|Date: March 20-22, 2019||Sponsor: DDRC|
|River: Big Cyprus Bayou / Caddo Lake||Trip Leader: Dale Harris|
|Reach: TBD||Phone: 972-814-2633|
|Difficulty: Class I (flatwater)||E-mail: Dale Harris|
|Rendezvous: Backwater Jacks, Friday 5pm||Required Skills: Basic flatwater paddling|
|Campground: Backwater Jacks, Karnack, TX|
Join us as we spend the weekend exploring the paddle trails on Big Cypress Bayou. We will be camping at Backwater Jacks, which offers both tent and RV camping and they also have riverfront cabins available as well. Right in front of Backwater Jacks on the river are three very nice paddle trails or we can paddle all the way down to Caddo Lake.
We will start with a "happy hour" get together on Friday evening and maybe a night paddle on one of the trails.
More paddling on Saturday and in the evening we will have a potluck dinner.
Just about any canoe or kayak will fine on these flatwater trails, PFD's (lifejackets), paddles (a spare is recommended), a whistle or other signalling device, A small cooler for drinks and lunches to be carried in your boat would be recommended.
Canoes can be rented at Backwater Jacks, but a limited number is available, so you may want to call ahead and reserve.
Bring your own meals. We will have a potluck dinner on Saturday evening. Bring plenty of beverages, but remember - NO GLASS OR FOAM POLYSTYRENE STYROFOAM CONTAINERS!
From Dallas: Take IH-20 East to Marshall. Exit onto US Hwy 59, and then turn left (North). Follow US Highway 59 north through Marshall past US Highway 80. Take FM RD 1793 (right). Stay on FM RD 1793 until you will come to the intersection of FM1793 / FM 134 (about 8 miles). Take a right on FM 134 (south). Travel about 2 miles you will come to a “S” curve with railroad tracks in the middle of the curve. (You will know it when you see it!). The blacktop road to your left is Long’s Camp RD. Come down it until you see the river. If you get wet you went too far.
ALTERNATE: Take IH-20 East to Marshall. Exit onto US Hwy 59, and then turn left (North). Follow US Highway 59 north through Marshall past US Highway 80. You can also take Hwy 43 East toward Karnack / Caddo Lake. Stay on Hwy 43 until you see the FM RD 134 / FM 449 RD intersection. (about 15 miles) Turn Left onto FM 134. Less than 4 miles you will see the railroad tracks and “S” curve. Longs Camp RD is before the tracks to your right. Stop when you see the river.
BACKWATER JACKS PARK RULES
6: WATERWAYS & BOAT RAMP: All bodies of water, including the river, and lake-like areas
surrounding our park are not owned, operated, or controlled by Backwater
Jacks RV. We are not
responsible for your use of the river or any surrounding bodies of water. All damage to person or property arising from the use of the
waterways is not the responsibility of Backwater Jacks. Boat launching fee is waived for reserved guests.
|* International Scale of River Difficulty
Class I: Easy. Fast moving water with riffles and small waves. Few obstructions, all obvious and easily missed with little training. Risk to swimmers is slight, self-rescue is easy.
Class II: Novice. Straightforward rapids with wide, clear channels which are evident without scouting. Occasional maneuvering may be required, but rocks and medium sized waves are easily missed by trained paddlers. Swimmers are seldom injured and group assistance, while helpful, is seldom needed.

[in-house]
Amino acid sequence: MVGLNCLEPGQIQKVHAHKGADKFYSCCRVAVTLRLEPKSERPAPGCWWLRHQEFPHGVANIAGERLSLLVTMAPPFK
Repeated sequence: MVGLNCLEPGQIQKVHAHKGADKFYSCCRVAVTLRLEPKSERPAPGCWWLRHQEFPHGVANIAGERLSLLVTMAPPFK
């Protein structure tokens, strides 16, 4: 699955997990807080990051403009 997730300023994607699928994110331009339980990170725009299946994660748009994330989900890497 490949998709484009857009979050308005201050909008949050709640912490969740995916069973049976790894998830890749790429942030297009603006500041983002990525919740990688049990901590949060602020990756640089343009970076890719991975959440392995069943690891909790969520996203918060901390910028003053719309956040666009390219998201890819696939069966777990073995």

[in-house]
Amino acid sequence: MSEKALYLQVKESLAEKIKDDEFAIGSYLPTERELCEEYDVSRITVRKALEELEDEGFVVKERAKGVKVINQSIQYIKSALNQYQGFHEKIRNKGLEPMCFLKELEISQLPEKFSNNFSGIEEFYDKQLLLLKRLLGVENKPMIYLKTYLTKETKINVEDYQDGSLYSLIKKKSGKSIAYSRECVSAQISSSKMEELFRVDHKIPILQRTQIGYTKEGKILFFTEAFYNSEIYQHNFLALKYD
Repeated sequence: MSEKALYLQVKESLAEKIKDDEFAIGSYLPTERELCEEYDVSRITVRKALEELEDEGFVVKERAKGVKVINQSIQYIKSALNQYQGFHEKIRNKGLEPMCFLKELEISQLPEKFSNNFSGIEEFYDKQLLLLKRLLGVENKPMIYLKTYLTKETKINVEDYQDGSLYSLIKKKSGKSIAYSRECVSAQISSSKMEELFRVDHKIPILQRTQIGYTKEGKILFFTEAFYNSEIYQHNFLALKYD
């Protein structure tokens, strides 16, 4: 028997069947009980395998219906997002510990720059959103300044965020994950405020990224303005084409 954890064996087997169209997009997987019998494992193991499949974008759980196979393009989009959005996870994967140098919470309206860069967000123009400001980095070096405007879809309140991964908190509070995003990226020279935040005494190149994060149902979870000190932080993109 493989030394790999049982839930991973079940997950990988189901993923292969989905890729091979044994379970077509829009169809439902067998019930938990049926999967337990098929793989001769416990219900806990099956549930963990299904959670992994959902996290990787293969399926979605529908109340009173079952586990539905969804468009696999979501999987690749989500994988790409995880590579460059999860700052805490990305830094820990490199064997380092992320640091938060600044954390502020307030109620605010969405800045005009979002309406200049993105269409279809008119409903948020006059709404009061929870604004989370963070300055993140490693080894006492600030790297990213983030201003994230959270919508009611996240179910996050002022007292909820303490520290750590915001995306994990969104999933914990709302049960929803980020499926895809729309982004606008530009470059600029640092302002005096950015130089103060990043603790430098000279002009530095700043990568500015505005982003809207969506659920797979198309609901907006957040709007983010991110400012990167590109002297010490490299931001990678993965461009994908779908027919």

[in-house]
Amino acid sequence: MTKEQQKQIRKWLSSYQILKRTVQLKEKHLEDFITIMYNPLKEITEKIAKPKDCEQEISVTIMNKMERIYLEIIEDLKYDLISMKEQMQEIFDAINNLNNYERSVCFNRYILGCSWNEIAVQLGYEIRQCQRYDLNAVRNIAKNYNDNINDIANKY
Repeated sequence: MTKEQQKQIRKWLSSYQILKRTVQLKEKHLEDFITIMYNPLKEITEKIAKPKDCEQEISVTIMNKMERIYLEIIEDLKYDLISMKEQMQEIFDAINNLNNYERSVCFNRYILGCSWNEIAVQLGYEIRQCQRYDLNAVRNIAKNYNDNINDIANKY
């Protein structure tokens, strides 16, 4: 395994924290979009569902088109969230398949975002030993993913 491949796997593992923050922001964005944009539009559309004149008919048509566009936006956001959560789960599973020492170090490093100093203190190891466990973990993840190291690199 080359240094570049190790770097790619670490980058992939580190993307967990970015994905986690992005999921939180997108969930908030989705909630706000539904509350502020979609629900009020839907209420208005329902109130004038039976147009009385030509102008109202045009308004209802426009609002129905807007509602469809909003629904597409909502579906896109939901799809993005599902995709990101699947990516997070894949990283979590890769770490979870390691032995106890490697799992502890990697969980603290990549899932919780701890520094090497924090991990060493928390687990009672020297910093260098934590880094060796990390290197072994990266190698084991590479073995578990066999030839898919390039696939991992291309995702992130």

Class III: Intermediate. Rapids with moderate, irregular waves which may be difficult to avoid and which can swamp an open canoe. Complex maneuvers in fast current and good boat control in tight passages or around ledges are often required; large waves or strainers may be present but are easily avoided. Strong eddies and powerful current effects can be found, particularly on large-volume rivers. Scouting is advisable for inexperienced parties. Injuries while swimming are rare; self-rescue is usually easy but group assistance may be required to avoid long swims.
Class IV: Advanced. Intense, powerful but predictable rapids requiring precise boat handling in turbulent water. Depending on the character of the river, it may feature large, unavoidable waves and holes or constricted passages demanding fast maneuvers under pressure. A fast, reliable eddy turn may be needed to initiate maneuvers, scout rapids, or rest. Rapids may require "must" moves above dangerous hazards. Scouting is necessary the first time down. Risk of injury to swimmers is moderate to high, and water conditions may make self-rescue difficult. Group assistance for rescue is often essential but requires practiced skills. A strong eskimo roll is highly recommended.
Class V: Expert. Extremely long, obstructed, or very violent rapids which expose a paddler to above average endangerment. Drops may contain large, unavoidable waves and holes or steep, congested chutes with complex, demanding routes. Rapids may continue for long distances between pools, demanding a high level of fitness. What eddies exist may be small, turbulent, or difficult to reach. At the high end of the scale, several of these factors may be combined. Scouting is mandatory but often difficult. Swims are dangerous, and rescue is difficult even for experts. A very reliable eskimo roll, proper equipment, extensive experience, and practiced rescue skills are essential for survival.
Class VI: Extreme. One grade more difficult than Class V. These runs often exemplify the extremes of difficulty, unpredictability and danger. The consequences of errors are very severe and rescue may be impossible. For teams of experts only, at favorable water levels, after close personal inspection and taking all precautions. This class does not represent drops thought to be unrunnable, but may include rapids which are only occasionally run.
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Last updated October 14, 2019 12:02 PM